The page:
The way I see it, buy a farm ( chickens, vegetables to grow & maybe livestock), get renewable energy sources ie solar panels and wind turbines to generate income, have a modest mortgage paid off in 30's and buy to let properties and stockmarket investments, recycle and reduce wastage and be resourceful @ diy and general maintenance... That way one has ample money and also conserves major expenses/expenditure to retire or be self sustaining!
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Quady
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(Original post by ebam_uk)
The way I see it, buy a farm ( chickens, vegetables to grow & maybe livestock), get renewable energy sources ie solar panels and wind turbines to generate income, have a modest mortgage paid off in 30's and buy to let properties and stockmarket investments, recycle and reduce wastage and be resourceful @ diy and general maintenance... That way one has ample money and also conserves major expenses/expenditure to retire or be self sustaining!
Buy a farm?

Any ideas how much they cost....?
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ebam_uk
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(Original post by Quady)
Buy a farm?

Any ideas how much they cost....?
https://www.onthemarket.com/for-sale...rt-field=price

Could start from approx £10,000, obviously do due diligence, could be a process like buying a house...
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Quady
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(Original post by ebam_uk)
https://www.onthemarket.com/for-sale...rt-field=price

Could start from approx £10,000, obviously do due diligence, could be a process like buying a house...
Solar, wind turbines, chicken and veg on a field three quarters the size of a football pitch. Solid.

I'd better buy seven with my cash ISAthen retire.
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ebam_uk
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(Original post by Quady)
Solar, wind turbines, chicken and veg on a field three quarters the size of a football pitch. Solid.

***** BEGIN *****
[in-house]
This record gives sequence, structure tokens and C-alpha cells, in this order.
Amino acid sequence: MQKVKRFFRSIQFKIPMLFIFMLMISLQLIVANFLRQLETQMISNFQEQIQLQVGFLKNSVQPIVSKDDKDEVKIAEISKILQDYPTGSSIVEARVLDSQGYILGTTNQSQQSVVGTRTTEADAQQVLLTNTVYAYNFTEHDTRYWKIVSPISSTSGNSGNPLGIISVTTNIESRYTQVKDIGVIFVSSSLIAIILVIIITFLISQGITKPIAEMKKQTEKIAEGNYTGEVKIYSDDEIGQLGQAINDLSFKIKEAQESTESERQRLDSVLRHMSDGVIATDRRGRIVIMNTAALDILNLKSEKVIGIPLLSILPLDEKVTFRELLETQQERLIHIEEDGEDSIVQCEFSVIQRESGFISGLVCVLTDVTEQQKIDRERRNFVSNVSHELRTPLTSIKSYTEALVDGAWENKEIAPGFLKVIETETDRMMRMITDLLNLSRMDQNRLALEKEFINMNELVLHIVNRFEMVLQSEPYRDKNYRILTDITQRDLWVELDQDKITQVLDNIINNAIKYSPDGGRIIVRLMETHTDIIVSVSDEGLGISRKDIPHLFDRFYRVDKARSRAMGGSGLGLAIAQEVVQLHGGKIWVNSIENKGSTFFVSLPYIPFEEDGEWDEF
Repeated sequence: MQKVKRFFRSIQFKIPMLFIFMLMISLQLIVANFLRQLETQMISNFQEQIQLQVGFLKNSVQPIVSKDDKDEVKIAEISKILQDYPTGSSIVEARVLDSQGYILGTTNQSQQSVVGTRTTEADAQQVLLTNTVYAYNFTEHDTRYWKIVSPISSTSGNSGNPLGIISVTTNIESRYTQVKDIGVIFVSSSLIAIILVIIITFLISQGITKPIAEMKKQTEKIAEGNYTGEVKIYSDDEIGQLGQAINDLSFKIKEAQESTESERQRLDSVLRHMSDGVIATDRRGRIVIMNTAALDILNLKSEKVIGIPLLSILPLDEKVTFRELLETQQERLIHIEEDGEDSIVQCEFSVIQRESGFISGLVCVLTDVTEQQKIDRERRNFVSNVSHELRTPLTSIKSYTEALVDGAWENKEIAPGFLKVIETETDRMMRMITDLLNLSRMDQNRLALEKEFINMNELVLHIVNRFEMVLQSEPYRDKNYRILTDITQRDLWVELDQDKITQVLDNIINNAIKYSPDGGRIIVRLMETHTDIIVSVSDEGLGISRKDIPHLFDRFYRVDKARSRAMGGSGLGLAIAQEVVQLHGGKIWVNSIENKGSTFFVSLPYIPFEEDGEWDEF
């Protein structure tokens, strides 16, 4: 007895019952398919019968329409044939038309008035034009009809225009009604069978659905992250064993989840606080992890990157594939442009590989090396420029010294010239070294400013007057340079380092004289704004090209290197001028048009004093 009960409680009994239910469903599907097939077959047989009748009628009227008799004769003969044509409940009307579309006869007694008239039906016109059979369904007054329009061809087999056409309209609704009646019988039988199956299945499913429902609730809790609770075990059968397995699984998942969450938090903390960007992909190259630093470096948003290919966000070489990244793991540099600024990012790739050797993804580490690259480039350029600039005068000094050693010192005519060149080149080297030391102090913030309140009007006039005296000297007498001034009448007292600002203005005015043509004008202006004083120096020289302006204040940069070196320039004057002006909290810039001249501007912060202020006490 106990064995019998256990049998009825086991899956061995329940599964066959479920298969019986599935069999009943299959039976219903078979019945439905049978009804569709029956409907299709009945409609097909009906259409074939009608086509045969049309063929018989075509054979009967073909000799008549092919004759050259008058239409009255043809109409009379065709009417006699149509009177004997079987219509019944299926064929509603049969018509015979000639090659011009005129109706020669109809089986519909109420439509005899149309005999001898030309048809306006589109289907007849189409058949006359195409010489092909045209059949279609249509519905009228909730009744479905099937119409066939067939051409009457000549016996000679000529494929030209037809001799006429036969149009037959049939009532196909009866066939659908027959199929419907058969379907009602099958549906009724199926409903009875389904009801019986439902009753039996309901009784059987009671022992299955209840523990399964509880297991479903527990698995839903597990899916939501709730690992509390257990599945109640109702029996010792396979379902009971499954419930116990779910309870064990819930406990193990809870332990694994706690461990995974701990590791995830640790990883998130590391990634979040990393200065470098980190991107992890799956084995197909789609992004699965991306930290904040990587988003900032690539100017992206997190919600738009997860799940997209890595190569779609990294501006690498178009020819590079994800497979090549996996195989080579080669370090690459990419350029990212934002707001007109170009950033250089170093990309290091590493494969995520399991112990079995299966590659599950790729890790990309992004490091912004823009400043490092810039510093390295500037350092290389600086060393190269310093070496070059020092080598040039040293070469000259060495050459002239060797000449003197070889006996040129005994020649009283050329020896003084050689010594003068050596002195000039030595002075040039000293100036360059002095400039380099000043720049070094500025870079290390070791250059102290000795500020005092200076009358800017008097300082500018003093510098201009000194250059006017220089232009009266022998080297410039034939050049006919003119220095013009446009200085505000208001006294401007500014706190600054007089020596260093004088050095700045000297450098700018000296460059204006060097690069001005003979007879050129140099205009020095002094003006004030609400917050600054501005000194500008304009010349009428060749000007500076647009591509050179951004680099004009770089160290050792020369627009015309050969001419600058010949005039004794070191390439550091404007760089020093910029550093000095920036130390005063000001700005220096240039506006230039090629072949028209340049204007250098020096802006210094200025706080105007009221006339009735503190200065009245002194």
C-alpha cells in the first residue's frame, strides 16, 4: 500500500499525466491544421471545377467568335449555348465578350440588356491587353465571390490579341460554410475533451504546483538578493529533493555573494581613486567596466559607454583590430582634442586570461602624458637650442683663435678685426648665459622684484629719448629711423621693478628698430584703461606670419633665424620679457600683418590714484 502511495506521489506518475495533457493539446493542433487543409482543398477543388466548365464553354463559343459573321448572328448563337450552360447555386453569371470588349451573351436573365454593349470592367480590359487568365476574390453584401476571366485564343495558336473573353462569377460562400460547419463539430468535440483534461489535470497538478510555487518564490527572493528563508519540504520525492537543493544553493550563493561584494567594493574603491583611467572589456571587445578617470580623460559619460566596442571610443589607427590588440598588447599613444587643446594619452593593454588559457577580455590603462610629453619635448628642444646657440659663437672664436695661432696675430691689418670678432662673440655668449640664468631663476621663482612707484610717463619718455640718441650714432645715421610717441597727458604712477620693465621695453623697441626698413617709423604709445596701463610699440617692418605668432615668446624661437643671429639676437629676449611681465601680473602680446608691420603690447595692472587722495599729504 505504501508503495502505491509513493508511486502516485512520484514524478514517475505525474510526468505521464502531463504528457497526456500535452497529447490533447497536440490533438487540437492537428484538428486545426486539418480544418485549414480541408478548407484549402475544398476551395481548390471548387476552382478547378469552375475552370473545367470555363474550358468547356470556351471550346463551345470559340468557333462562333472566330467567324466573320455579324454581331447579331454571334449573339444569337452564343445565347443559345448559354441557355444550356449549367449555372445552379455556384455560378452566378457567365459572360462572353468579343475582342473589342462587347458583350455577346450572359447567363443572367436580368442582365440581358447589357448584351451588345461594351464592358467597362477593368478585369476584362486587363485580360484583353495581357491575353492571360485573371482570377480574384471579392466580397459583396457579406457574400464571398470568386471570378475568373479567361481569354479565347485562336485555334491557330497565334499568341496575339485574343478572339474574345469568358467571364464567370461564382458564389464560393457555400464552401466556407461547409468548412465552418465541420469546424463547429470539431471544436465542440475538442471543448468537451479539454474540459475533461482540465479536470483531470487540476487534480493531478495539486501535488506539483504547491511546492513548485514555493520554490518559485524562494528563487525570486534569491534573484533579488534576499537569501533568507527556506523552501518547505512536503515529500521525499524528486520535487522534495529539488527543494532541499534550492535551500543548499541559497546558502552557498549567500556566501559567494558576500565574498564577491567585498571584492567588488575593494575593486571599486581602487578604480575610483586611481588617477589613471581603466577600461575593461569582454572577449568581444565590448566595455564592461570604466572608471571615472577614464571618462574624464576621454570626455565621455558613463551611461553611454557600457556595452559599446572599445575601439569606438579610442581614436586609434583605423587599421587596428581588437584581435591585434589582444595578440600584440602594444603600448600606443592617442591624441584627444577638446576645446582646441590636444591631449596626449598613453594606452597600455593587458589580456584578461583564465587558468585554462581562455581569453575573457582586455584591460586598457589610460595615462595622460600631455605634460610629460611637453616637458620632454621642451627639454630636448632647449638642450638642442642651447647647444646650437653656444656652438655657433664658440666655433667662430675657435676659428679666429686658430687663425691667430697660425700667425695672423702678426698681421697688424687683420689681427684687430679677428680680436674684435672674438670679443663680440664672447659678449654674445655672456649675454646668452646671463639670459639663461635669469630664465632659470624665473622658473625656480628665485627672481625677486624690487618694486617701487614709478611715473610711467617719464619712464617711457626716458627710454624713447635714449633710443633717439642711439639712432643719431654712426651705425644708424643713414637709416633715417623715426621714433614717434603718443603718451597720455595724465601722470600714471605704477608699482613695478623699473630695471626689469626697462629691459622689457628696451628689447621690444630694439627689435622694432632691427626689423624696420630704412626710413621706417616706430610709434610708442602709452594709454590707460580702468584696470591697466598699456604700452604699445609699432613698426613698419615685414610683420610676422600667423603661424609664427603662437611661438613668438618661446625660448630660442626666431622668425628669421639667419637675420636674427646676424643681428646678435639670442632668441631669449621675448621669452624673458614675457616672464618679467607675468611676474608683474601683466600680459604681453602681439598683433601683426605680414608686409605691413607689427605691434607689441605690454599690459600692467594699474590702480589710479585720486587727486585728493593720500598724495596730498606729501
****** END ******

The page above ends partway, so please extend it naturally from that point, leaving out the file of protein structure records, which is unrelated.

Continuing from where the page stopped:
I'd better buy seven with my cash ISAthen retire.
Not all in solar, wind turbines and livestock ( have a mixture of asset )
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Molseh
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(Original post by Pipsico)
It’s not about scrimping and saving and being a miserable miser
Except every single FIRE Forum, Blog post or Article makes them come across as such. The FIRE subreddit is a cesspit of rich people showing off and people begging forgiveness from the FIRE gods for spending £4 on a pint when the average price was actually £3.95 and they might not be able to retire early anymore.
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jameswhughes
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(Original post by ebam_uk)
The way I see it, buy a farm ( chickens, vegetables to grow & maybe livestock), get renewable energy sources ie solar panels and wind turbines to generate income, have a modest mortgage paid off in 30's and buy to let properties and stockmarket investments, recycle and reduce wastage and be resourceful @ diy and general maintenance... That way one has ample money and also conserves major expenses/expenditure to retire or be self sustaining!
How much more money would you spend trying to maintain a farm? Small scale production is unlikely to be economically viable.

Food isn't even that expensive anyway, if you're trying to save £2 by not buying some eggs at Tesco it sounds pretty desperate.
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mattymoo432
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That’s wrong
(Original post by Molseh)
Except every single FIRE Forum, Blog post or Article makes them come across as such. The FIRE subreddit is a cesspit of rich people showing off and people begging forgiveness from the FIRE gods for spending £4 on a pint when the average price was actually £3.95 and they might not be able to retire early anymore.
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ebam_uk
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(Original post by jameswhughes)
How much more money would you spend trying to maintain a farm? Small scale production is unlikely to be economically viable.

Food isn't even that expensive anyway, if you're trying to save £2 by not buying some eggs at Tesco it sounds pretty desperate.
Lol, well I was just trying to be more self sufficient, ideally I want the financial freedom to be able to by £2 eggs from tesco, but why buy eggs when the chickens are laying them every day... I mean theorectically I could spend or invest that £2 elsewhere, same thing with the wind turbine and solar panels ( it is reducing my reliance on the grid and self generating some energy)...
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mattymoo432
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A friend of mine is following FIRE.
He’s 24, already mortgage free. Purchased a £60k house in County Durham 2 years ago with small mortgage. He’s on track to hit his £550k S&S portfolio FI target by aged 35. He’ll then withdraw 4% a year - £22k.
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Jack22031994
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(Original post by mattymoo432)
A friend of mine is following FIRE.
He’s 24, already mortgage free. Purchased a £60k house in County Durham 2 years ago with small mortgage. He’s on track to hit his £550k S&S portfolio FI target by aged 35. He’ll then withdraw 4% a year - £22k.
What was/is income ?